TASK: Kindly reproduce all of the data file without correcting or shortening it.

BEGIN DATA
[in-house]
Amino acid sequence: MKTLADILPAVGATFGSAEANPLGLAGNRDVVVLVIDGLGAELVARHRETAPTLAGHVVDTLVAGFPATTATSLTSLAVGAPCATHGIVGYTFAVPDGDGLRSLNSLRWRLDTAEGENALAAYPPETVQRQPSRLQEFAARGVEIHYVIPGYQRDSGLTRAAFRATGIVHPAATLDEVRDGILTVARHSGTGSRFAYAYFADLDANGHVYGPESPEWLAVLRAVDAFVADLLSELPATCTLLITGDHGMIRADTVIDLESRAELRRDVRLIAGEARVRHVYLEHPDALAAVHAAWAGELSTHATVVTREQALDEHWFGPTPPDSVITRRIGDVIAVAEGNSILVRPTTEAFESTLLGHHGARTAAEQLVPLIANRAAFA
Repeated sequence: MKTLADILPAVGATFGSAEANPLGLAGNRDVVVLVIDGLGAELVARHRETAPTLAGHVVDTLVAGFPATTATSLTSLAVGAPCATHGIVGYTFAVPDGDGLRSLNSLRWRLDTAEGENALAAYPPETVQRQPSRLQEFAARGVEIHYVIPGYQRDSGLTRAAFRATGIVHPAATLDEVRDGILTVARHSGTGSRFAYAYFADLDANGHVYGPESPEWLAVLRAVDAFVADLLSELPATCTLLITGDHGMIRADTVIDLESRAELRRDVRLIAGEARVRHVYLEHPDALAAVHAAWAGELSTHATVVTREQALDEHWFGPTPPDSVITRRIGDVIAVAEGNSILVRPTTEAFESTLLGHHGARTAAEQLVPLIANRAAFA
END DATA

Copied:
[in-house]
Amino acid sequence: MKTLADILPAVGATFGSAEANPLGLAGNRDVVVLVIDGLGAELVARHRETAPTLAGHVVDTLVAGFPATTATSLTSLAVGAPCATHGIVGYTFAVPDGDGLRSLNSLRWRLDTAEGENALAAYPPETVQRQPSRLQEFAARGVEIHYVIPGYQRDSGLTRAAFRATGIVHPAATLDEVRDGILTVARHSGTGSRFAYAYFADLDANGHVYGPESPEWLAVLRAVDAFVADLLSELPATCTLLITGDHGMIRADTVIDLESRAELRRDVRLIAGEARVRHVYLEHPDALAAVHAAWAGELSTHATVVTREQALDEHWFGPTPPDSVITRRIGDVIAVAEGNSILVRPTTEAFESTLLGHHGARTAAEQLVPLIANRAAFA
Repeated sequence: MKTLADILPAVGATFGSAEANPLGLAGNRDVVVLVIDGLGAELVARHRETAPTLAGHVVDTLVAGFPATTATSLTSLAVGAPCATHGIVGYTFAVPDGDGLRSLNSLRWRLDTAEGENALAAYPPETVQRQPSRLQEFAARGVEIHYVIPGYQRDSGLTRAAFRATGIVHPAATLDEVRDGILTVARHSGTGSRFAYAYFADLDANGHVYGPESPEWLAVLRAVDAFVADLLSELPATCTLLITGDHGMIRADTVIDLESRAELRRDVRLIAGEARVRHVYLEHPDALAAVHAAWAGELSTHATVVTREQALDEHWFGPTPPDSVITRRIGDVIAVAEGNSILVRPTTEAFESTLLGHHGARTAAEQLVPLIANRAAFA